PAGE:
One of the most popular methods used to estimate the rate of return on an investment property is to calculate the cap rate of the property.
A property’s cap rate is its rate of return based on the expected income that the property would generate.
So, how can you calculate the cap rate? What are the factors that enter the equation? And what are the limitations of the cap rate value?
Cap Rate Formula
For the math junkies out there, here’s what the cap rate formula looks like:
Cap Rate = Net Operating Income/Current Market Value
Just by looking at this formula, you can conclude that the cap rate is a real estate investment property’s rate of return based on the income that the property is expected to generate.
So, now that we know the two main factors that mash into the equation in order to calculate the cap rate of an investment property, let’s delve deeper into these factors, what they mean, and how you can determine their values.
Related: Why Is the Cap Rate Used in Real Estate? How Do You Calculate It?
Breaking Down the Cap Rate Factors
There are two main factors that are needed to calculate the cap rate of an investment property.
NOI (Net Operating Income)
The net operating income of an investment property is, basically, the annual return on that property minus all operating expenses.
Net Operating Income = Annual Return – Operating Expenses
So, how do you determine the NOI for an investment property that you’re interested in? Since the cap rate is best used to determine the rate of return on a rental property, then the first factor in determining the NOI for that property is the property’s annual rental rate. This is done by multiplying the monthly rent on the property by 12. If you don’t know what the monthly rent for the property is going to be, you can look at similar rental properties in the area and determine the average monthly rent based on them.
The second part of the NOI value is the operating expenses. Similar to the monthly rent rate, the operating expenses can be estimated based on other similar properties in the area as well as the property’s condition and the estimated costs of repairs and other expenses that will apply to the property.
Current Market Value
The current market value is straightforward. It is the price at which the property is currently listed on the market.
Since the current market value is needed to calculate the cap rate of an investment property, relying on cap rate can be problematic in some cases. For example, if the property wasn’t bought by the owner, but instead was given as a gift or inherited, then the cap rate cannot be calculated since the actual cost of the property was zero.
Additionally, you cannot calculate the cap rate of an investment property based on its original cost if the property’s market value has changed drastically over a long period of time. So, if you’ve bought a property for $300,000 in 1992, and that property’s market value increases to $4,000,000 over 25 years, you cannot calculate the cap rate for that property based on its original cost as it would give very inaccurate values.
For this reason, in order to calculate the cap rate, you will always need to know the current market value of the property.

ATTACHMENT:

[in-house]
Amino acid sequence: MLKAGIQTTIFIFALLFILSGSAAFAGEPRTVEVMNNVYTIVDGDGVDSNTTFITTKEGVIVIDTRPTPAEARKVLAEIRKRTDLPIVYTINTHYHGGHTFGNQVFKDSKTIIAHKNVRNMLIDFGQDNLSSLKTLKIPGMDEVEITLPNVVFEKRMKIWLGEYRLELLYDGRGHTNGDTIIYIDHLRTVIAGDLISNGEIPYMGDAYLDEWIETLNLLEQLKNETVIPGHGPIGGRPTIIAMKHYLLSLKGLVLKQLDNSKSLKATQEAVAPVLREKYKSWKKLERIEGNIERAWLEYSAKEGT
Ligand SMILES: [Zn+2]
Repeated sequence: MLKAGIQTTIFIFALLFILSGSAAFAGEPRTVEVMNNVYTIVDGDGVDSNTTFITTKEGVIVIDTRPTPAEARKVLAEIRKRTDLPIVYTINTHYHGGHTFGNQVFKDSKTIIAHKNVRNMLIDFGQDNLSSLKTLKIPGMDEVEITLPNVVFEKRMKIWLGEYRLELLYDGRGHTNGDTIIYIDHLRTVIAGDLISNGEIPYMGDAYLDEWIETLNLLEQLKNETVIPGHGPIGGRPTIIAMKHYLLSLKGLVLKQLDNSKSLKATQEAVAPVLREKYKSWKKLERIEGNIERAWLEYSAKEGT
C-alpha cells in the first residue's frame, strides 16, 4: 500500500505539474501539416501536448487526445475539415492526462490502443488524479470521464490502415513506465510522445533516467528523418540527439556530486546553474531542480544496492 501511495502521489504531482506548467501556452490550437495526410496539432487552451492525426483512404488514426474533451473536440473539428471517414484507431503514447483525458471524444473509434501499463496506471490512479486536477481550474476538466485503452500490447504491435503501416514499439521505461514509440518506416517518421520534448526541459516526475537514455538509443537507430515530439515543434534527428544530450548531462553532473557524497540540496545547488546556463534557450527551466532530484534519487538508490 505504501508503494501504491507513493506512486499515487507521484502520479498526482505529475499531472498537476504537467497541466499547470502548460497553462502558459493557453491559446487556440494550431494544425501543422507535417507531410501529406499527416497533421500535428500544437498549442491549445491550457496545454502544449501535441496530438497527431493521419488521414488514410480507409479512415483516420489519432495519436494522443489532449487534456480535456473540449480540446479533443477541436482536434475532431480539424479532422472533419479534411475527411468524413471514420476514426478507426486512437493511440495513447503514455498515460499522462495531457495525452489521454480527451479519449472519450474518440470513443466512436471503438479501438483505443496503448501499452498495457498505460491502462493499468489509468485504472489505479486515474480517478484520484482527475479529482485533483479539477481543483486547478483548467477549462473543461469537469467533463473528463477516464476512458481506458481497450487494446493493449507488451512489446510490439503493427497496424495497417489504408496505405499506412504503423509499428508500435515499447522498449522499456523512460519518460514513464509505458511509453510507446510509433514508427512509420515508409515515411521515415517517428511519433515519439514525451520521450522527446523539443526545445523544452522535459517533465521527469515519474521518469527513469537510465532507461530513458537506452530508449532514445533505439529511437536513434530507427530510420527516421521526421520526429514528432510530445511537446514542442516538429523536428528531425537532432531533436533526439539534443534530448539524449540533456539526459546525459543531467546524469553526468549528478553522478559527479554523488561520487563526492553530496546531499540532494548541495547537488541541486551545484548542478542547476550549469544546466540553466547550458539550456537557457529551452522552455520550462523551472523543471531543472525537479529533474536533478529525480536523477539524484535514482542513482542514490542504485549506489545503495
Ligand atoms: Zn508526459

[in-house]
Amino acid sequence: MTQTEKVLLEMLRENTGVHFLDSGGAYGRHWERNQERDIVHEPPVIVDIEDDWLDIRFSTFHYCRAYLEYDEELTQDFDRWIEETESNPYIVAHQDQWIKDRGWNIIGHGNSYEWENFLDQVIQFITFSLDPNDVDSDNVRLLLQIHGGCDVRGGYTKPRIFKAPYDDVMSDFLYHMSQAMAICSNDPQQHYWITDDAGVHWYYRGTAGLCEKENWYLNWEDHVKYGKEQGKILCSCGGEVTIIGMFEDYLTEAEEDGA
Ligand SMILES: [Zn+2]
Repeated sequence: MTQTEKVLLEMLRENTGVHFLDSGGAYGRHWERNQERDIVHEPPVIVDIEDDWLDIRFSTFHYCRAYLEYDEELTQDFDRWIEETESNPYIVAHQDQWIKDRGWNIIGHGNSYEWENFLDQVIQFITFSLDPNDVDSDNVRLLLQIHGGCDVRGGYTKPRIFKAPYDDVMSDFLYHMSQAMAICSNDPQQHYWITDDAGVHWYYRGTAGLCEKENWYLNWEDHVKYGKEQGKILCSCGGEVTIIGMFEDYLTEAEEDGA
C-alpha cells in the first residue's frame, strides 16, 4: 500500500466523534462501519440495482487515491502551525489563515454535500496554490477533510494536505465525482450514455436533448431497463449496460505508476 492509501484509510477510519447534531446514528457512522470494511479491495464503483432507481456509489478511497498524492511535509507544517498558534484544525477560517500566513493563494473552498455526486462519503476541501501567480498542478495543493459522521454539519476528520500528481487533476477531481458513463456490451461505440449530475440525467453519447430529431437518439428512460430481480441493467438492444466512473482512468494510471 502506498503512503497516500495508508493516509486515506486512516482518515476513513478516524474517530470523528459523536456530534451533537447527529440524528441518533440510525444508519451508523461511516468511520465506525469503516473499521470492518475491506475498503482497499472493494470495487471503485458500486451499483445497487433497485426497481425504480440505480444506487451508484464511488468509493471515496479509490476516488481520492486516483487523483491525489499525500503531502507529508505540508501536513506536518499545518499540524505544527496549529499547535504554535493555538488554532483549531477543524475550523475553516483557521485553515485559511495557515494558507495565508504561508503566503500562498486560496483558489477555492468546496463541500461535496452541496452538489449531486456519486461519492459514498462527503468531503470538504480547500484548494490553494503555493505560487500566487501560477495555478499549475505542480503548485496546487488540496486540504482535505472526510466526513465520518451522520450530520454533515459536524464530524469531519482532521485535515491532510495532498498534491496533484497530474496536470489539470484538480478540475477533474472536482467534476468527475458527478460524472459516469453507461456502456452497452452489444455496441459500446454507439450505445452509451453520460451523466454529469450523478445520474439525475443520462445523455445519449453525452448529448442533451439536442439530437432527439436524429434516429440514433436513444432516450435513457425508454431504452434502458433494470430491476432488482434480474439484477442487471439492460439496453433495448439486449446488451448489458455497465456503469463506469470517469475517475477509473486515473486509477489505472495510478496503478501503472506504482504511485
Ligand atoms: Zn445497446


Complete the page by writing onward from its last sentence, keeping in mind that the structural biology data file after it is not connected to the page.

Note: Click Here to find the best-performing markets based on their Cap Rate!
Related: Cap Rate vs. Cash on Cash Return
Calculate the Cap Rate: Example
Let’s suppose that Jennifer wants to buy a property for $500,000. In order to calculate the cap rate for this property, Jennifer first needs to figure out the NOI.
To do that, Jennifer has made a market study for the area, and she has determined that the average rent that other landlords demand on properties that are similar to this property is $3,200/month, so the annual rental income for the property would be around $38,400 ($3,200 X 12).
To calculate the NOI, Jennifer now has to figure out the operating expenses for the investment property and subtract them from the annual rental income.
Jennifer has conducted a research and devised a strategy, and she concluded that the operating expenses of her property would be around $25,600 (operating expenses typically cost around two-thirds of the rental income).
Finally, Jennifer ran the numbers on her calculator:
NOI = Rental Income – Operating Expenses
NOI = $38,400 – $25,600
NOI = $12,800
Now Jennifer has all the values she needs in order to calculate the cap rate for her investment property. Her calculations would go like this:
Cap Rate = NOI/Current Market Value
Cap Rate = $12,800/$500,000
Cap Rate = 0.025
But since cap rate is expressed as a percentage, this value is multiplied by 100, giving the final result:
Cap Rate = 2.5%
Note: To use Mashvisor’s Cap Rate calculator, click here!
Related: What’s a Good Cap Rate for Investment Properties?
While cap rate is used by most real estate investors to determine the rate of return on an investment property that they intend to rent out, there are some limitations to the use of the cap rate.
Cap rate for short-term investments, for example, is not a very useful value to calculate since you will have very little time to develop a reliable cash flow, making the property’s NOI very difficult or straightforward impossible to determine.
Although the cap rate is a popular and an easy ratio to calculate and use in real estate investing, it should not be the sole factor on which a real estate investment decision is made. Several other factors should be taken into consideration, such as the growth or decline of the property’s cash flow, the property’s appreciation, or the other metrics used to estimate a property’s rate of return.
Are you ready to use the cap rate when making your real estate investment decisions? Use Mashvisor and find investment properties based on readily calculated cap rates, allowing you to save both time and effort when making your investment decisions.